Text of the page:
Featured Song: “Cucuritza”
4. Wa Di Yo by Lakou Mizik (Haiti)
It’s no coincidence that many of the best-known world musicians come from times and places of strife. Music can be a way to express complex emotions and thoughts from a time of trauma that aren’t easily captured in other venues; it’s also a way for communities to rally together when they have few other institutions to rely on. Such is the case with Haiti’s Lakou Mizik, a nine-member collective of established and emerging Haitian musicians. Formed in the aftermath of the country’s devastating 2010 earthquake, the band has sought to give voice to a complex society that is often caricatured by outsiders as either a hopeless cause, or a place for international NGOs to run orphanages and adoption programs.
Wa Di Yo, the collective’s first album, demonstrates a rich mix of musical traditions; French-style accordions mix with Caribbean rhythms and the call-and-response chants to reflect the panorama of Haitian culture. The album’s tracks, all sung in local Creole and Voodoo languages, alternate between pleasant folk songs and more complex originals that search for answers to Haiti’s current governance and societal problems. Though the language may be a barrier, the diversity of musical styles that can be heard on this album testify to the rich diversity of Haitian culture that has too often been under-appreciated.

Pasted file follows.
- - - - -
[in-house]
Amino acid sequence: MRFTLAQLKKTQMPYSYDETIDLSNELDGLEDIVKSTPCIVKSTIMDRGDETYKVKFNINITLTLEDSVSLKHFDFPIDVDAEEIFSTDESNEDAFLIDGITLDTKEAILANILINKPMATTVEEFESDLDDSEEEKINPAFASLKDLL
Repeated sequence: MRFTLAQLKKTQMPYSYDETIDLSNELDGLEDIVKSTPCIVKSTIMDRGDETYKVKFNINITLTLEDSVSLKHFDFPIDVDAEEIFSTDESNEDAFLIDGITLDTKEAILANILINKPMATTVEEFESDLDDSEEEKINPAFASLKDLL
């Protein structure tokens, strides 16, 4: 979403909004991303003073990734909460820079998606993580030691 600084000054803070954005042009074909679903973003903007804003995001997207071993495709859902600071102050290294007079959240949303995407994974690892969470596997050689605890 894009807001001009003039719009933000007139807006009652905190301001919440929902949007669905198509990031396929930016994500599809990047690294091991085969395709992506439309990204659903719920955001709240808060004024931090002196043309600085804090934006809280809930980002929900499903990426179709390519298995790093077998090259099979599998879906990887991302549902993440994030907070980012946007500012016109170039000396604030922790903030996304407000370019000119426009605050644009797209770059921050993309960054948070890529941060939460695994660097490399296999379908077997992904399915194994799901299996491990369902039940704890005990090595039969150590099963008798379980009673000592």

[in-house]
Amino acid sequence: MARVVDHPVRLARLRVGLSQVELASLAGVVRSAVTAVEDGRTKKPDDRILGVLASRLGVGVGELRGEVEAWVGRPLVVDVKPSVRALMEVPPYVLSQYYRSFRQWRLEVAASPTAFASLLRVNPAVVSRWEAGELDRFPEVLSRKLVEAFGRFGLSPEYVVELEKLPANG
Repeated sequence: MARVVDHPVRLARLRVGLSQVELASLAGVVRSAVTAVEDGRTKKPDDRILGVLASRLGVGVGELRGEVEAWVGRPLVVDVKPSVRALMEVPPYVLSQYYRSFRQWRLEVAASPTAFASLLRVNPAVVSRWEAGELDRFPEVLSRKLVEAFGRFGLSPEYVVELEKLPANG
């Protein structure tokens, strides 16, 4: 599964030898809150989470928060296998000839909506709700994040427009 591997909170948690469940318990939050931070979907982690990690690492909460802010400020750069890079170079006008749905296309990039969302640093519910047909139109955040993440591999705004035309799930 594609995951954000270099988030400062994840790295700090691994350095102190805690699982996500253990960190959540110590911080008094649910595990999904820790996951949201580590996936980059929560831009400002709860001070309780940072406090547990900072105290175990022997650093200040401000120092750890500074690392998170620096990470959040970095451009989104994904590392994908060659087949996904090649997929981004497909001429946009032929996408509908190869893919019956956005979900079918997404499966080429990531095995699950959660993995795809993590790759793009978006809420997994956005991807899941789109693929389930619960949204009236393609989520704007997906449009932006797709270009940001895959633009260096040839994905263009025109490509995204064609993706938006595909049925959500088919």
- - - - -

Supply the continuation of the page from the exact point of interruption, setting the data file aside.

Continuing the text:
Featured Song: “Zao Pile Te”
3. Imarhan, by Imarhan (Algeria)
On the surface, Imarhan appears to be yet the latest in a long string of bands from the North African Sahel Desert’s Touareg people to find a Western audience. By now, the rhythms of bands like Tinariwen and Bombino have almost become mainstream, as Western producers such as The Black Keys’ Dan Auerbach and The Yeah Yeah Yeah’s Nick Zinner scour the region for the next electrified “desert blues” band to bring to mass production.